Kansas University lost one of its finest, most effective and most respected spokesmen Monday with the death of Richard Wintermote.
As an undergraduate at KU, after serving in the U.S. Navy, Wintermote was a cheerleader on the KU pep squad and he didn’t stop cheering for the Jayhawks until his death.
The personable and always optimistic Wintermote started his career as an assistant director for the KU Alumni Association immediately following his graduation in 1951. In 1963, he moved into the association’s leadership position, succeeding the legendary Fred Ellsworth.
The Augusta, Kan., native served the association for 32 years, stepping down in 1983. He then was asked to oversee long-range planning for both the alumni association and the KU Endowment Association, which led to the highly successful Campaign Kansas.
Over the years under Wintermote’s leadership, the alumni association was recognized numerous times for excellence and effective innovations that attracted national attention. The KU Alumni Association was recognized as one of the nation’s best in generating paid membership and developing alumni interest and support.
Wintermote realized the importance of a stand-alone alumni association building and he urged his board of directors to start a fund drive to build the Adams Alumni Center at 1266 Oread Ave. Few university alumni associations had a facility to match the Adams Center, and university alumni leaders from throughout the country visited Wintermote to learn more about the building and how it served the association and the university.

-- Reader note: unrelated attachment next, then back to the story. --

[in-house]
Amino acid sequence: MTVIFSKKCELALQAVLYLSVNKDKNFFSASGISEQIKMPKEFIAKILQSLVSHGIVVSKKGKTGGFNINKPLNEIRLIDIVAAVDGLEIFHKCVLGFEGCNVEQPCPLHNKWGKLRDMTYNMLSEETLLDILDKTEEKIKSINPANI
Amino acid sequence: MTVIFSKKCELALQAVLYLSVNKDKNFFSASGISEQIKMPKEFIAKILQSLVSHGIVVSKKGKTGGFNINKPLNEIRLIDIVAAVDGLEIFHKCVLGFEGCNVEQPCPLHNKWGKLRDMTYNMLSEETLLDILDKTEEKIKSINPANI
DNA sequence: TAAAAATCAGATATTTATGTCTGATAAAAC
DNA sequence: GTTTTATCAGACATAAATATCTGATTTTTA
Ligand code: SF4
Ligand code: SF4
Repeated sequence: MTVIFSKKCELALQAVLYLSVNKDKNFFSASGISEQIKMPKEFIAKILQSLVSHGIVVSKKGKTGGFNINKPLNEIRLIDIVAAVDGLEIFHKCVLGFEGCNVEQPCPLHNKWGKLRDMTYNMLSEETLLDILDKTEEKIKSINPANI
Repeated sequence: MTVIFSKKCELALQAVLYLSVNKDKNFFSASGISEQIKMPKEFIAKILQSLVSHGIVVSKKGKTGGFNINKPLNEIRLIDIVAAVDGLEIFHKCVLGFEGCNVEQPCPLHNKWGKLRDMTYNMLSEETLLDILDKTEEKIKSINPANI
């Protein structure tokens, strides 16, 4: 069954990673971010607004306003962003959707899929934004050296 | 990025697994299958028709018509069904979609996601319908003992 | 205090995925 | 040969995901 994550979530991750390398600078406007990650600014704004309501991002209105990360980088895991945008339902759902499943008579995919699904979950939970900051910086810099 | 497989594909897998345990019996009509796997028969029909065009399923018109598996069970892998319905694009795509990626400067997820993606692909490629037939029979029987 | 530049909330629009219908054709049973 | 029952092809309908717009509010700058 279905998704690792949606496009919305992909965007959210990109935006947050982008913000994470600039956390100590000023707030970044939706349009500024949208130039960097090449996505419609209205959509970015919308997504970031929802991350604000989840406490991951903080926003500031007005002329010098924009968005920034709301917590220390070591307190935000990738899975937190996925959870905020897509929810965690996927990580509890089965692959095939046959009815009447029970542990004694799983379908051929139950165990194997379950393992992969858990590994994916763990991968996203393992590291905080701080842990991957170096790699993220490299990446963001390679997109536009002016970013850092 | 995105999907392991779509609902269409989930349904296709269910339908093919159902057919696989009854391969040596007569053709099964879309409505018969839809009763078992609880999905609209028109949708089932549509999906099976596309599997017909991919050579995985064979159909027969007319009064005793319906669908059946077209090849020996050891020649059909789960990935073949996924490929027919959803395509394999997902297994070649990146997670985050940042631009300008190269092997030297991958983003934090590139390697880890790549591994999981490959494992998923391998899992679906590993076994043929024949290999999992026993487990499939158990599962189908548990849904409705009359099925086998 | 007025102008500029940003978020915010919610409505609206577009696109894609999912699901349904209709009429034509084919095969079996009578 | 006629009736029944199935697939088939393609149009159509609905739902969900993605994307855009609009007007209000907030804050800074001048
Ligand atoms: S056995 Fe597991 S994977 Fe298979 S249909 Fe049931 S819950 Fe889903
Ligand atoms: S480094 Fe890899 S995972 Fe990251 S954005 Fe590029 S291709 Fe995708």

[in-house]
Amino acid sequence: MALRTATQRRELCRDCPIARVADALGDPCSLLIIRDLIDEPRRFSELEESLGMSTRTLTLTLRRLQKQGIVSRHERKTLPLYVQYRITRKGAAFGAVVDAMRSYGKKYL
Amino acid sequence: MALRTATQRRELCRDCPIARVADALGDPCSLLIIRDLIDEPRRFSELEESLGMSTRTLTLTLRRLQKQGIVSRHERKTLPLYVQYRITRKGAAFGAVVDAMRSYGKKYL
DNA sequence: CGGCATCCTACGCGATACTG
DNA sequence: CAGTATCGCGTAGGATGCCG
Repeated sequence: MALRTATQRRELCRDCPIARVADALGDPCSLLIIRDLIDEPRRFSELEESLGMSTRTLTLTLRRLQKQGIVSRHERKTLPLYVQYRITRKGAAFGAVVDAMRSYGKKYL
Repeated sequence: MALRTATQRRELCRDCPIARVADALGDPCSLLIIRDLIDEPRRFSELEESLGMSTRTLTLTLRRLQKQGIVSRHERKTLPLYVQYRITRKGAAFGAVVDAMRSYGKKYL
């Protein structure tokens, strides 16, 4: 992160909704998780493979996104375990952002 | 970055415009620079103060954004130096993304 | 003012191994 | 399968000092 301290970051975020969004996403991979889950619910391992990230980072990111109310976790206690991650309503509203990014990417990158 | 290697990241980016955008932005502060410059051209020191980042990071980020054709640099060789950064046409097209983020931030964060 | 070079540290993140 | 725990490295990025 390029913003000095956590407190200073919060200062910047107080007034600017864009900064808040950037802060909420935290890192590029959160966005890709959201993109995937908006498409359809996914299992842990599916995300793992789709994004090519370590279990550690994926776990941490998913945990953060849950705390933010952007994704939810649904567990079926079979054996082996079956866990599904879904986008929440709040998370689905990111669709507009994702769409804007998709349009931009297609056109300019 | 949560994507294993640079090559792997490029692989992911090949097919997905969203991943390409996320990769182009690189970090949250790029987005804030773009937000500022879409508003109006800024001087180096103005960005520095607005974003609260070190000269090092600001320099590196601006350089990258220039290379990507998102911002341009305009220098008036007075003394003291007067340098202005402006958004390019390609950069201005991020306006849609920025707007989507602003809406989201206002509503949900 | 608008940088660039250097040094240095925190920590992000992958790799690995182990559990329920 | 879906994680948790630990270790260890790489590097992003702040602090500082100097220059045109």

The Adams Center opened in 1983, and Wintermote retired shortly thereafter.
The KU Alumni Association is a separate organization, independent of the university. However, its mission is to generate enthusiasm and interest in KU and to encourage alumni and friends to be supportive of the school.
Wintermote did a highly effective job of telling the KU story and he did this in a straightforward manner rather than operating merely as a mouthpiece for the administration. He enjoyed a close and respectful relationship with KU chancellors, starting with Deane W. Malott and ending with Gene Budig, and he was skilled in working with Kansas legislators to urge fiscal support for the school.
KU and all higher education institutions need individuals like Wintermote. He was a tireless worker, honest, genuine and highly respected. There was nothing phony or self-promoting about the man, and he was a true professional in his work.
KU is a better school today because of the 32 years Dick Wintermote devoted to it.